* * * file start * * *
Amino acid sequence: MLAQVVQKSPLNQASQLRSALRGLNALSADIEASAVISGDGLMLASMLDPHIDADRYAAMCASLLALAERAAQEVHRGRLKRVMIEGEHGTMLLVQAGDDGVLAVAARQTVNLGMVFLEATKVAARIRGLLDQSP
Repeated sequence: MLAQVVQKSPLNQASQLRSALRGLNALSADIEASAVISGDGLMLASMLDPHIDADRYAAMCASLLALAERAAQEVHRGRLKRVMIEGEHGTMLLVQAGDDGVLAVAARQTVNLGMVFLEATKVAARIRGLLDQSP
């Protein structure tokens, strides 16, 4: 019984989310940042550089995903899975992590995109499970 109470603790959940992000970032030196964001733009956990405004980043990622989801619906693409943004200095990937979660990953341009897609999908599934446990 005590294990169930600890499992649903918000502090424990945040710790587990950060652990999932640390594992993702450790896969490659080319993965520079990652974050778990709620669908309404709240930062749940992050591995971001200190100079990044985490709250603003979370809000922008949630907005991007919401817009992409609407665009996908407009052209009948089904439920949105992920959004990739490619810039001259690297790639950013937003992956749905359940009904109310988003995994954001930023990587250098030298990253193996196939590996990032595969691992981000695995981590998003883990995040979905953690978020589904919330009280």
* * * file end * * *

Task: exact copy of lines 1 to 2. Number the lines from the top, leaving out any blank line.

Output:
Amino acid sequence: MLAQVVQKSPLNQASQLRSALRGLNALSADIEASAVISGDGLMLASMLDPHIDADRYAAMCASLLALAERAAQEVHRGRLKRVMIEGEHGTMLLVQAGDDGVLAVAARQTVNLGMVFLEATKVAARIRGLLDQSP
Repeated sequence: MLAQVVQKSPLNQASQLRSALRGLNALSADIEASAVISGDGLMLASMLDPHIDADRYAAMCASLLALAERAAQEVHRGRLKRVMIEGEHGTMLLVQAGDDGVLAVAARQTVNLGMVFLEATKVAARIRGLLDQSP